Experiment C6- Cations - 1 EXPERIMENT C6 QUALITATIVE ANALYSIS OF CATIONS Learning Outcomes Upon completion of this lab the student will be able to 1

Experiment C6- Cations - 1 EXPERIMENT C6 QUALITATIVE...

  • Foothill College
  • CHEM 1C
  • Lab Report
  • Trigh1961
  • 23
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1 E XPERIMENT C6: Q UALITATIVE A NALYSIS OF C ATIONS Learning Outcomes Upon completion of this lab, the student will be able to: 1) Analyze a given sample of an ionic compound and identify which of the following cations are present: silver, lead (II), bismuth (III), iron (III), manganese (II), aluminum, chromium (III), barium, strontium, calcium, nickel (II), copper (II), magnesium, zinc Introduction The cations being tested in the qualitative analysis scheme are organized into groups labeled A through D (Table 1) Group Cations A Ag + , Pb 2+ B Bi 3+ , Fe 3+ , Mn 2+ , Al 3+ , Cr 3+ C Ba 2+ , Sr 2+ , Ca 2+ D Ni 2+ , Cu 2+ , Mg 2+ , Zn 2+ T ABLE 1 This grouping of ions was arrived at based on the differences in the solubility of these ions. G ROUP A: Ag + , Pb 2+ The K SP of the chloride salts of the two ions in this group is given in Table 2. Salt K SP AgCl 1.7 × 10 -10 PbCl 2 1.6 × 10 -5 T ABLE 2 The chloride salts of all the other cations that will be analyzed in this experiment are highly soluble. Therefore, addition of aqueous HCl will result in a precipitate containing chlorides of the Group A cations. Ag + (aq) + Cl (aq) ! AgCl (s) Pb 2+ (aq) + 2Cl (aq) ! PbCl 2(s)
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2 The chlorides of all other cations will remain in solution. When this mixture is centrifuged: the precipitate will contain the group A cations and the supernatant will contain the cations from the other groups. Of the two chloride precipitates, PbCl 2 is soluble in hot water and AgCl is soluble in aqueous ammonia. Test for Pb 2+ When the chloride precipitates of the Group A cations are mixed with hot water, PbCl 2 will dissolve. This is separated from AgCl by centrifuging the mixture. The PbCl 2 in the supernatant can be confirmed by reacting the supernatant with a solution of KI, which results in a yellow precipitate of PbI 2 . PbCl 2(s) + H 2 O (l) + heat ! Pb 2+ (aq) + 2Cl (aq) Pb 2+ (aq) + 2KI (aq) ! PbI 2(s) + 2K + (aq) Test for Ag + The AgCl precipitate dissolves in aqueous ammonia due to the formation of a complex ion. AgCl (s) + 2NH 3(aq) ! Ag(NH 3 ) 2(aq) + Cl (aq) Addition of HNO 3 results in the decomposition of the silver ammonium complex. The free silver ions combine with the chloride ions from the above reaction to form the AgCl precipitate again. Groups A, B, C, D Add 6M HCl Precipitate: Group A- AgCl, PbCl 2 Supernatant: Groups B, C, D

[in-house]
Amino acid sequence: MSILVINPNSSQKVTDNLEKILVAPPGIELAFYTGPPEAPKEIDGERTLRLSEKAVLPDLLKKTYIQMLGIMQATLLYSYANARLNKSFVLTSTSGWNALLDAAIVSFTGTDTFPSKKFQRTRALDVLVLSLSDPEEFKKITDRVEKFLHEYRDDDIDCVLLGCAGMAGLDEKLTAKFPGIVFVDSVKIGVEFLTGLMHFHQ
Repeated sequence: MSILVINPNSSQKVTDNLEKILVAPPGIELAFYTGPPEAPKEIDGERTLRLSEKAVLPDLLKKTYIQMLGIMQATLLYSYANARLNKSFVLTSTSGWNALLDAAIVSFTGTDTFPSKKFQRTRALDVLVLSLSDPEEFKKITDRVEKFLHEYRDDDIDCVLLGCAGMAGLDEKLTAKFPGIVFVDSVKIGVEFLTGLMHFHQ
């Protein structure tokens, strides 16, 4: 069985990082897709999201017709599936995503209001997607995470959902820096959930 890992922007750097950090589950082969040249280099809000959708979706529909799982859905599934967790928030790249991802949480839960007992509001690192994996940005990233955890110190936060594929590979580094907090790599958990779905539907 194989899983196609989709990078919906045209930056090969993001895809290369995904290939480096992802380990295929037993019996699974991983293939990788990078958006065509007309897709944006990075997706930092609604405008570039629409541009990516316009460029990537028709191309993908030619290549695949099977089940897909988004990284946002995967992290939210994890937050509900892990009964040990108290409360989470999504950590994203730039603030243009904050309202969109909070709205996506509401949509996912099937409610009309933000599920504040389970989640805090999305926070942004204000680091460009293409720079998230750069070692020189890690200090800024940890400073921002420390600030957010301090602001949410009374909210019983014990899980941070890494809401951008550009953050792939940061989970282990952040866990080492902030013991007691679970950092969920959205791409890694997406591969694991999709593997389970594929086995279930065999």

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3 G ROUP B: (Bi 3+ , Fe 3+ , Mn 2+ , Al 3+ , Cr 3+ ) The hydroxides of the cations in this group are almost completely insoluble. The K SP of the hydroxide salts are given in Table 3. Salt K SP Mn(OH) 2 4.5 × 10 -14 Fe(OH) 3 1.0 × 10 -36 Bi(OH) 3 Insoluble Al(OH) 3 3.7 × 10 -15 Cr(OH) 3 6.7 × 10 -31 T ABLE 3 The hydroxide salts of the Group C cations are far more soluble. Although, the hydroxide salts of the Group D cations are also quite insoluble, the distinction between the hydroxide salts of Group B cations vs. Group D cations is that, the hydroxide salts of the Group D cations are soluble in aqueous ammonia, whereas those of the Group B cations are not.
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